‘Halfway through dinner,” says the unnamed narrator of “Eight White Nights,” “I knew I’d replay the whole evening in reverse.” Thus begins André Aciman’s snow globe of a novel, which attempts to follow up on the success of his debut novel, “Call Me by Your Name” (Picador, 2008). In “Eight White Nights,” a young man of an uncertain age and background appears at a party on Christmas Eve at a luxury building at the corner of Riverside Drive and West 106th Street, on Manhattan’s Upper West Side. He’s come uninvited, a stranger to everyone — including himself. He doesn’t even know who is giving the party, but he is dazzled nonetheless by the bounty and wealth surrounding him, and seems to have stepped right into a fairy tale; only later does he discover that the hosts of the party are a wealthy couple called, fittingly, Hans and Gretel. Outside, a snowstorm is brewing, blanketing the streets and lending a magical and dreamlike quality to the city.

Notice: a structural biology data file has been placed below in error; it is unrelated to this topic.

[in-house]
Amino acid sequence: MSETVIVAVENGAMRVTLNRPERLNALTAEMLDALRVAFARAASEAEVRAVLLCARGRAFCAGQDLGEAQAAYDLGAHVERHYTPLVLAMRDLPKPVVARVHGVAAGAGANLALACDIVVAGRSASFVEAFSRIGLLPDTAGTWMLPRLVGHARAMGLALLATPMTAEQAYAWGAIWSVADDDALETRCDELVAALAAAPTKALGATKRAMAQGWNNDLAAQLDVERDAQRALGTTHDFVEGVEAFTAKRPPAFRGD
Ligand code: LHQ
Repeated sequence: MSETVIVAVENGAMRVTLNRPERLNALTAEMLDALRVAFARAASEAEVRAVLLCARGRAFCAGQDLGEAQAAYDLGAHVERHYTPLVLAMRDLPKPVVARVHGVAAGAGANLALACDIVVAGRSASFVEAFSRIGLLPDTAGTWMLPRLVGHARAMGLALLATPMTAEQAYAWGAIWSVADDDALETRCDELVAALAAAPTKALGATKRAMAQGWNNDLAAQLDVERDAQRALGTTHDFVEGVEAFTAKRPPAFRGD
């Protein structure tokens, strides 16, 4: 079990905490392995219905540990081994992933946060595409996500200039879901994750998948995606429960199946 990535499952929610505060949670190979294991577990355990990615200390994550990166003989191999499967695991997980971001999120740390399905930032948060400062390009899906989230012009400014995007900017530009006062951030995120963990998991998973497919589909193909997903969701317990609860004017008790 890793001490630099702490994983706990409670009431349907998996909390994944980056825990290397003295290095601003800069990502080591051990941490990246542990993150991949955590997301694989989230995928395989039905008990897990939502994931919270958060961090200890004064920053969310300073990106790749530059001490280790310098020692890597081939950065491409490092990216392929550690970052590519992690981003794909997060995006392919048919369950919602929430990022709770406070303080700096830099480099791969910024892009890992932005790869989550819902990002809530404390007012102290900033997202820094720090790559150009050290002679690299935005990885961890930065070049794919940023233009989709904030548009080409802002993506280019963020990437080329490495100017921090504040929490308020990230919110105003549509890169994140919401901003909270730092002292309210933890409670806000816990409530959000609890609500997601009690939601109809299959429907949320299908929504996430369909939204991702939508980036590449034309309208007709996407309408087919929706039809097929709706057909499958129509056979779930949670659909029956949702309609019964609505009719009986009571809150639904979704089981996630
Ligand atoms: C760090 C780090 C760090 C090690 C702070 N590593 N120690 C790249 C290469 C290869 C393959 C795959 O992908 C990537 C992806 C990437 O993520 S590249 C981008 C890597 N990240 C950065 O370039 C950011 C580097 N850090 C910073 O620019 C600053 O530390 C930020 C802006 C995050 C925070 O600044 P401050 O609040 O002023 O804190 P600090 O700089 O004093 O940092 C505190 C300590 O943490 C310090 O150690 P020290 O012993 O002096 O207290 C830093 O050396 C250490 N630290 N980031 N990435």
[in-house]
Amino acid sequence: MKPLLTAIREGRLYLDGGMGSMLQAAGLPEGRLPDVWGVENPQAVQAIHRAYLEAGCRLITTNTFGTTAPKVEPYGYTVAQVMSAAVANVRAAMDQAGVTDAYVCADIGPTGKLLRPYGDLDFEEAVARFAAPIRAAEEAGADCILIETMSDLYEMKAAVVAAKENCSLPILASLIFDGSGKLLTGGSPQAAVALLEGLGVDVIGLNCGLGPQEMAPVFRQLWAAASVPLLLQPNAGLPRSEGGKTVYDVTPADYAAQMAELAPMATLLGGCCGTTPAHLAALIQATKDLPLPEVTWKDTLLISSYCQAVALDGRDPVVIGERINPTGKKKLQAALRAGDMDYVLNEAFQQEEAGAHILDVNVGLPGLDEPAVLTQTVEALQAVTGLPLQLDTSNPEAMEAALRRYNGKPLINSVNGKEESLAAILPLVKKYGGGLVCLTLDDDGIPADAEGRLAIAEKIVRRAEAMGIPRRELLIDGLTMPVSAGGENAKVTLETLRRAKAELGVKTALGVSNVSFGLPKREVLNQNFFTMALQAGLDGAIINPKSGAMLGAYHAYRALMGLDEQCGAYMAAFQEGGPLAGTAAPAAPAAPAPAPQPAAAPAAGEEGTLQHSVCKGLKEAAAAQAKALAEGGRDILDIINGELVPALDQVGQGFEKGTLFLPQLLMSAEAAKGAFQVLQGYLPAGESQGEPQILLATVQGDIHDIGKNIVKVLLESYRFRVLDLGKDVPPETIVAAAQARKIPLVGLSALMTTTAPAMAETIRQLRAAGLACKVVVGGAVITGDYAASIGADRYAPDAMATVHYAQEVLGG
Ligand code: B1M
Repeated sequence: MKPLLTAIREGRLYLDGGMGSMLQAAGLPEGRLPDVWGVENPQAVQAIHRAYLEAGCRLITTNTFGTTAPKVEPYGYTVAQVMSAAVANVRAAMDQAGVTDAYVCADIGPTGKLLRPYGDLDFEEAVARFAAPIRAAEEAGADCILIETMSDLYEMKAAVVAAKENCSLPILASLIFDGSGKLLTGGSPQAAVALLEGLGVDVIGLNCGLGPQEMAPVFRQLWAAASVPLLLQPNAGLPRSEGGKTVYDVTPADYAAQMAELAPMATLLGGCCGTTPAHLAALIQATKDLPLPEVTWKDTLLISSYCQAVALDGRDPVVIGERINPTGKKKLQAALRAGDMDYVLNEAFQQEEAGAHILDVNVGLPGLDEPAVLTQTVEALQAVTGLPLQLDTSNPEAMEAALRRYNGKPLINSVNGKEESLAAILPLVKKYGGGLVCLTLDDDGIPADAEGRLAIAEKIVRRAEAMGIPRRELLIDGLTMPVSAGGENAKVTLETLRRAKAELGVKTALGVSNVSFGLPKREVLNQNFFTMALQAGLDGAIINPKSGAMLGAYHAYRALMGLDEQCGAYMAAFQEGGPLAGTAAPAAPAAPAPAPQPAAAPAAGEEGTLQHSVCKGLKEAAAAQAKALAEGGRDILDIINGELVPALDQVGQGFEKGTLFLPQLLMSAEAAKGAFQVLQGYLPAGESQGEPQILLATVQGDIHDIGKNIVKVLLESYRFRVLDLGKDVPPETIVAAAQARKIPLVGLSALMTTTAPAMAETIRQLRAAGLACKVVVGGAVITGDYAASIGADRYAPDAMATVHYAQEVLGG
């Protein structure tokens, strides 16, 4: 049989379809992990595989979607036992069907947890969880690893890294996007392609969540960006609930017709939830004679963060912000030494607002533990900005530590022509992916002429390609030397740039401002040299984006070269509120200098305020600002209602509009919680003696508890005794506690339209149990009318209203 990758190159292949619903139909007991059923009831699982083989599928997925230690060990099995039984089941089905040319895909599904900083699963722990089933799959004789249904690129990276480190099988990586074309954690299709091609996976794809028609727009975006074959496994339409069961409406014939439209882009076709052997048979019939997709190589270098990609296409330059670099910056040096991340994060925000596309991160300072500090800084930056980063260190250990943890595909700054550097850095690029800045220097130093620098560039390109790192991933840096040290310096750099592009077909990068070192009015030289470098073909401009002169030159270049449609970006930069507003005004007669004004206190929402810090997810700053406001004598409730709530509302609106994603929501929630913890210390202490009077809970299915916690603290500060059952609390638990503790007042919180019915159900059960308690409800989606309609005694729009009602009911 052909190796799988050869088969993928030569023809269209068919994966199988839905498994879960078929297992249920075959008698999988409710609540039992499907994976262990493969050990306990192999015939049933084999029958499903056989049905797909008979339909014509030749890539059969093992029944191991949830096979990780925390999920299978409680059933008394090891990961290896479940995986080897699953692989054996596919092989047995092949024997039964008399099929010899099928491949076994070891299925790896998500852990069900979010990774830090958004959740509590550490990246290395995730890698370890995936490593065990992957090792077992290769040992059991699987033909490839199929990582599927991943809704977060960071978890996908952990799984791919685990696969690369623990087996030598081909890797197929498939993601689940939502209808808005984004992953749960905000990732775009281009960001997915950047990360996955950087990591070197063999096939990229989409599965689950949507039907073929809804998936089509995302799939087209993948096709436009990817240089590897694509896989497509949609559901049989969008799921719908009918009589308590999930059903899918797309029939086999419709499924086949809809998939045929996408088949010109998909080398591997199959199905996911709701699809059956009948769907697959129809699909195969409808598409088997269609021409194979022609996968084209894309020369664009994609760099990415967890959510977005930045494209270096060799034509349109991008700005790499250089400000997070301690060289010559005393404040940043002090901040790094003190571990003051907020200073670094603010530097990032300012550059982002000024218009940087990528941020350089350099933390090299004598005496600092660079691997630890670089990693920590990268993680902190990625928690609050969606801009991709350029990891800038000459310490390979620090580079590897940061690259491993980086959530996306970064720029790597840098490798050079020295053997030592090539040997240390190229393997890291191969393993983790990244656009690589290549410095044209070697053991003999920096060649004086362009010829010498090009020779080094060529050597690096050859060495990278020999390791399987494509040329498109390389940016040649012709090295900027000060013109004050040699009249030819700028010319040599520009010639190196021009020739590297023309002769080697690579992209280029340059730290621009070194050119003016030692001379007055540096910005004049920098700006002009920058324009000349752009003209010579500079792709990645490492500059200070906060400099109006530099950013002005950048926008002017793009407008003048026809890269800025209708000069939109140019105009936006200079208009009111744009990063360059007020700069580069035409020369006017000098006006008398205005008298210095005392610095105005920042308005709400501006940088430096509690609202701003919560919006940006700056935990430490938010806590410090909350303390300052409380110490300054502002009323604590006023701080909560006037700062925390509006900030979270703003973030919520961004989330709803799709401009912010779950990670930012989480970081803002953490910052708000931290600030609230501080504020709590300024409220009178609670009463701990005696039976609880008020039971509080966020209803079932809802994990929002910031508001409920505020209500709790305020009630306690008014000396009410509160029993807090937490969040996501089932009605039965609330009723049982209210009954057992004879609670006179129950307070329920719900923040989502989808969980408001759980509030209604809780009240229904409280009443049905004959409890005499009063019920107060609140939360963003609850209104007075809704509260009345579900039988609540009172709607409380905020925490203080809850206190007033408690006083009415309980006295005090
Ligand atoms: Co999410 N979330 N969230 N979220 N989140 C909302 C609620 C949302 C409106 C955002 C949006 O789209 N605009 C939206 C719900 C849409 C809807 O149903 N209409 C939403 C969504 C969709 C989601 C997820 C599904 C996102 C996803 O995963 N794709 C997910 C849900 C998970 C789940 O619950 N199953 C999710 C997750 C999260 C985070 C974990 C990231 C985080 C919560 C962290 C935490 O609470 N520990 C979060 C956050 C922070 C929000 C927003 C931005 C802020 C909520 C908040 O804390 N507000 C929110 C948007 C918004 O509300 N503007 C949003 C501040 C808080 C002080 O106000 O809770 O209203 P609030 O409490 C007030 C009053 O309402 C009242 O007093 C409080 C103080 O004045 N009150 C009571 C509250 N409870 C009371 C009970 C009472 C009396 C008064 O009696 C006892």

GI Jews: How World War II Changed a Generation By Deborah Dash Moore Harvard University Press, 368 pages, $25.95. * * *|Contemporary Jewish thought has been shaped by the Holocaust, the creation of the State of Israel and the transformation of the American Jewish community from a distant, peripheral outpost into the hub of the Jewish world.
Siegfried By Harry Mulisch, translated by Paul Vincent Viking Press, 180 pages, $22.95. ——-When galleys for the massive Stalin biography by Montefiore first made the rounds, I got hold of a copy for my father, thinking that the subject would interest him as a survivor of Auschwitz and a former Bundist. He’s read many, if not most,